Color Correction and Calibration
Color correction and color calibration are two activities that are often confused with (or passed off as) color management. They are very important to the activity of getting "pretty pictures" and as such need to be part of any useful color management scheme.
RGB and Additive Color
What the name implies is that you're "correcting" something that was wrong. Well, if it ain't broke, you don't want to fix it, so we need to consider what sort of color problems might need "correcting".
Consider the image below. This sort of white point correction problem is certainly very common, in fact it is by far the most common correction needed in digital imaging. Other kinds of correction, such as adjustments to "saturation" or "hue", are common as well, and are also available in software products such as Adobe Photoshop® and Wasatch SoftRIP.
Daily variations in printing conditions can leave you with a lot of dot gain, as shown in Illustration 2, or dot loss, as shown in Illustration 3.
| Illustration 2
| Illustration 3
If you are confronted with such variations on a daily basis, you need a quick way to adjust. The test pattern shown in Illustration 4, which is distributed with Wasatch SoftRIP, is the typical foundation for such color calibration activities.
This pattern is quickly scanned with a strip reading densitometer, or with another direct–interface densitometer, such as the X–Rite EyeOne, or may even be entered to the computer by hand. Software algorithms are executed to produce tone–curves which return the printing process to a standard linear behavior.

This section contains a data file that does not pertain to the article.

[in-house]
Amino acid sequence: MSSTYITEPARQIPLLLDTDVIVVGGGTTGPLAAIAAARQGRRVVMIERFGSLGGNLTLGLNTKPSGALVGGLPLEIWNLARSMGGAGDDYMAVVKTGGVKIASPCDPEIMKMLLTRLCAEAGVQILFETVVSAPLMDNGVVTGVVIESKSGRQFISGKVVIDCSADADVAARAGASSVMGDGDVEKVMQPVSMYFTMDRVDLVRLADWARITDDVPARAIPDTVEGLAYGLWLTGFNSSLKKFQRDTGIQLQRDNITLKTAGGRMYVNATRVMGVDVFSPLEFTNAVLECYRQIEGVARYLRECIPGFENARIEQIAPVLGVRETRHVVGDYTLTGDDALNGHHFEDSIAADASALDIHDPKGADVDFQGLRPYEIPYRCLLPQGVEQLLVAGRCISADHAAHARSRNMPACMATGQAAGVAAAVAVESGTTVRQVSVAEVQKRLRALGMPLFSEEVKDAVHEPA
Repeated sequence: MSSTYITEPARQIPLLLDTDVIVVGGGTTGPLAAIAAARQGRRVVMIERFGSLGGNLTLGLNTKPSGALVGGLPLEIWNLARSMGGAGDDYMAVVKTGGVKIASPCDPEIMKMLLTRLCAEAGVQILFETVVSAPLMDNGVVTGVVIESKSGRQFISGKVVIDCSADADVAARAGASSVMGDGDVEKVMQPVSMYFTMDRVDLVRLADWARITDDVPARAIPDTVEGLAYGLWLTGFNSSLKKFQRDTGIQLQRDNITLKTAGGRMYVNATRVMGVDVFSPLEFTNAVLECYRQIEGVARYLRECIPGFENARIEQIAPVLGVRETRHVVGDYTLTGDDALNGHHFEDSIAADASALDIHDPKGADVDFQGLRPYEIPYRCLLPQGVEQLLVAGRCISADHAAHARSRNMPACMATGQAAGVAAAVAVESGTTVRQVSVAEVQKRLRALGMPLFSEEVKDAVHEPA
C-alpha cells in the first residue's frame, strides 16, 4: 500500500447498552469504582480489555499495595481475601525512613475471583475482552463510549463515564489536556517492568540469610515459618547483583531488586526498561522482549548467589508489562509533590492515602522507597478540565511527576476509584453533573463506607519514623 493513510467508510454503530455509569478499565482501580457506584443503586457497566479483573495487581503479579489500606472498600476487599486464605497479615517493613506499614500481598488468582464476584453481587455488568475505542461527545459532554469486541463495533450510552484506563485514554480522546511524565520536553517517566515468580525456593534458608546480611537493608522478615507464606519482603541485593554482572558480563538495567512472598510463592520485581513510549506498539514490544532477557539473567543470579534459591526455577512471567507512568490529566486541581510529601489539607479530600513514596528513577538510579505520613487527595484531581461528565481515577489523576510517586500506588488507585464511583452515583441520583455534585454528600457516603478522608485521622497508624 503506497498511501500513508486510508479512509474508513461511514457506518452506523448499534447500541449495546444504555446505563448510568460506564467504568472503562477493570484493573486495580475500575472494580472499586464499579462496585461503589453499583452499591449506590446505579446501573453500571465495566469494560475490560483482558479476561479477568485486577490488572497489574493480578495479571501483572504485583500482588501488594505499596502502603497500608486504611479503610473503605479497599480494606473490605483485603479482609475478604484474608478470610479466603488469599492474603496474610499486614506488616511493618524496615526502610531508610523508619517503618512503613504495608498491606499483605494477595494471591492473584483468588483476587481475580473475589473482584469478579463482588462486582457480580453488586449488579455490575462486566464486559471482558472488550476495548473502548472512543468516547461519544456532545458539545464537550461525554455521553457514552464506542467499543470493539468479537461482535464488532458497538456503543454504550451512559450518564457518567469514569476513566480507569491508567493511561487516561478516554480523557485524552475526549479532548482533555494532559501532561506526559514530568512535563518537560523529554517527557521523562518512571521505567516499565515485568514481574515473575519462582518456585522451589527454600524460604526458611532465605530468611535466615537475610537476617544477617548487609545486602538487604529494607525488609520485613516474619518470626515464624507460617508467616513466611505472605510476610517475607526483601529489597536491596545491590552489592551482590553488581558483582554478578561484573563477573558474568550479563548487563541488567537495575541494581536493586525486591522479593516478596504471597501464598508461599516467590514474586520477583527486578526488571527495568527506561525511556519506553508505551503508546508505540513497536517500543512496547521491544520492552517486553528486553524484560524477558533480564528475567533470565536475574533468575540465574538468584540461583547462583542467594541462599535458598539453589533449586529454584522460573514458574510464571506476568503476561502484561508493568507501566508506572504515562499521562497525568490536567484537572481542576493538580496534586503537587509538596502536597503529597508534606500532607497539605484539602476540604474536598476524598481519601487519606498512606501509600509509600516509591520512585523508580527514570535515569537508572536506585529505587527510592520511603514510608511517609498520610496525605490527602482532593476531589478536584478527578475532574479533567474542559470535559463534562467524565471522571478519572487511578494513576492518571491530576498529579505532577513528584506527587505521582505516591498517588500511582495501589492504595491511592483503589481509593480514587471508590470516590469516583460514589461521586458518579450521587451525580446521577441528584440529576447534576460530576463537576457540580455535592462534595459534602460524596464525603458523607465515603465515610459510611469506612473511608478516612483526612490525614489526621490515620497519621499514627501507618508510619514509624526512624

This sort of "daily target" adjustment is common to advanced color management systems such as Wasatch SoftRIP print management software, and X-Rite and Barbieri color profile authoring software. In Wasatch SoftRIP, it is provided completely independently of both correction and color management, as described below.
Putting It All Together
Color correction, color management, and color calibration all need to be combined to create a powerful color reproduction system.
When you install a Wasatch Imaging Configuration, you are getting four of the six components shown in Illustration 5. For the RGB components of your incoming graphics, you are getting a link that simulates a calibrated RGB source, or idealized computer monitor. For the CMYK components, you are getting an advanced link that simulates the behavior of a SWOP proofer, allowing you to hit the named–and–numbered spot colors found in color swatch books. All this is built upon the foundation of the final linearization (calibration).
The elements at the beginning of the pipeline, the color corrections, are left for you to edit on a job–by–job basis, as needed to correct for the jobs that you receive.
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